Unrealistic Views of NATO
Stephen M. Walt’s recent piece praising realists highlighted their valuable prudence in a gloomy world based on a competition for power. Yet, he incorrectly made the repeated assertion that NATO expansion is partially culpable for Russian aggression.
May 2, 2014 - Ian Hansen - Articles and Commentary
This theoretically sound conclusion fails to acknowledge that NATO expansion has actually ensured greater security against inevitable Russian aggression by consistently filling vacuums of power. The truth remains NATO is a worthwhile Euro-Atlantic tool to make Europe whole, free and at peace.
Realists must first accept that since the end of the Cold War, they have consistently misjudged NATO. Theyargued that without the Soviet Union, the alliance would have dissolved or become irrelevant. It has instead flourished – and not just with the significant 11-year ISAF mission in Afghanistan. NATO conducts counter-piracy operations in the Gulf of Aden, operates an anti-terrorist mission in the Mediterranean, and provides direct support in the Balkans and Africa. All of these patently display the alliance filling voids in international security.
Realists may then explain NATO’s evolution and continuing presence as bureaucratic inertia. The danger and fear remains, as Walt arguedin 1998, that “NATO will be dead before anyone notices and we will only discover the corpse the moment we want it to rise and respond.”
In other words, as NATO has been hollowed out by years of defence spending cuts, widening transatlantic differences, and needless overexpansion, it cannot adequately respond to genuine crises. Such a crisis will supposedly emerge as Russia infuriatingly responds to NATO encroaching on its core interests to the detriment of greater global issues i.e. the Iranian nuclear programme.
The major problem with this argument is not just Vladimir Putin’s global pragmatism – it is also his unwillingness to directly confront NATO which demonstrates the alliance’s existing strength vis-à-vis Russia.
Russia under Vladimir Putin has used “force” in voids where NATO was not committed to respond. Notable examples include the 2007 cyber-attack in Estonia, continuing energy coercion, the annexation of Crimea and now the mercenary “pro-Russian” militias aided by ceaseless propaganda campaigns and covert operations in eastern Ukraine. These are all acts of aggression, but are ambiguous to, or clearly outside of, the scope of NATO’s Article Five.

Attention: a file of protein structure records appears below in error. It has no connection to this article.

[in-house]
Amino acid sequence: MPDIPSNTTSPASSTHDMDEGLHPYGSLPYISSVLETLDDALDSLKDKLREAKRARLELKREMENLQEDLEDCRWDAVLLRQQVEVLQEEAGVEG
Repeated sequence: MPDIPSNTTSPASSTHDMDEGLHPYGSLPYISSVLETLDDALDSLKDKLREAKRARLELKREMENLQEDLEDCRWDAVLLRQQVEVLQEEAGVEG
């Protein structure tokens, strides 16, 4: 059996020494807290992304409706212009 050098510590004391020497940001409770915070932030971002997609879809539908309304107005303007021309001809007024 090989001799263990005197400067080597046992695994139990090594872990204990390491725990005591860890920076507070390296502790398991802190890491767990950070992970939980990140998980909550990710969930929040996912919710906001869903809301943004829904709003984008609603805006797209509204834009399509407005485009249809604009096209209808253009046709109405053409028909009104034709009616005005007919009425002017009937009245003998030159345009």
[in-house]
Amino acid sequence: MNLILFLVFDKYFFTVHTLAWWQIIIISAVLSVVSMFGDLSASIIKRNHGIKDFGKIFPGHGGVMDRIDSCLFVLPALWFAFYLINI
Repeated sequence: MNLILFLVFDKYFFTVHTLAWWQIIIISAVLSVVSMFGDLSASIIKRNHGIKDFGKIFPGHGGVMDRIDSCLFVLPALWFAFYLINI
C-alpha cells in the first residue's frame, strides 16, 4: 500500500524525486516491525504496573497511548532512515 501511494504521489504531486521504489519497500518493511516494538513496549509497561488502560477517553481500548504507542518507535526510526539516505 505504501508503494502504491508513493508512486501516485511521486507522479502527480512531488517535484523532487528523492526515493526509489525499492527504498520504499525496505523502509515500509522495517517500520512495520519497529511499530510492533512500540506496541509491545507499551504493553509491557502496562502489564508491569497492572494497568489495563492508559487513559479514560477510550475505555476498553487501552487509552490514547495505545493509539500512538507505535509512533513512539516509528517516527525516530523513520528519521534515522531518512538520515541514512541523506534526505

Another example counterfactually given is the war in Georgia in 2008. Theoretically, by withholding membership, NATO avoided public exhibiting its “corpse” as unwilling or unable to defend Tbilisi. On the contrary, the failure to give Georgia a Membership Action Plan (MAP) in 2008 gave Russia impetus to invade before a future agreement came to fruition.
In essence, NATO’s clear guarantee has remained a deterrent to Putin thus far. This suggests Putin’s calculations on using Russian power stem from measuring opportunity costs. Thus, events like the Ukraine crisis are less likely to occur if NATO unwaveringly and vigorously fills the vacuums of power between Russia and Europe.
All of this leads to a few interconnected takeaways.
NATO must rapidly increase its presence in its eastern European states to create a more robust front. However, it should avoid automatically offering countries like Ukraine or Georgia MAPs. These decisions ought to be made carefully and with the unanimity of countries that are willing to meet spending requirements and genuinely committed to NATO collective defence.
In that vein, more than four of 28 countries should be induced to meet the 2.0 per cent spending target. In general, defence must be taken much more seriously to protect the alliance’s more vulnerable allies.
The alliance should also seek to evolve its expertise into security voids where it can respond to new types of “force.” Establishing cyber and energy centres of excellence in Estonia and Lithuania are encouraging first steps. The ability to rapidly share intelligence and skills on how to counter professional militias would be additional steps.
The final critical takeaway is that realists should appreciate that NATO’s future remains brighter than Putin’s Russia. It is increasingly evident that Russia’s external aggression stems from a desire to cloak the systemic internal weaknesses Putin’s governance creates. As Lilia Shevtsova recently wrote, “the Kremlin’s Ukrainian campaign is thus apre-emptive strategywith the ultimate goals of reproducing and preventing any threats to the personalised power system in Russia and the post-Soviet space.”
This matters since a strong NATO remains both the best tool to halt future aggression, but also as a bulwark against the promulgation of Putin’s global view. In 1998, George Kennan argued against NATO expansion saying “Russia’s democracy is as far advanced, if not farther” than countries like Poland, Hungary and the Czech Republic. In retrospect, those NATO members are now equitable partners with enshrined rights for which people on the Maidan in Kyiv died. That same Maidan may foreshadow the death knell for Putinism.
Therefore, instead of chastising NATO’s expansion, realists perennially concerned over a rising China may even wish to remember that a European Moscow would be a far better partner than the current Kremlin.
Ian Hansen is a program assistant with the Atlantic Council. He has worked and lived in Poland, Georgia and Ukraine. You can follow him on Twitter @CEE_theworld.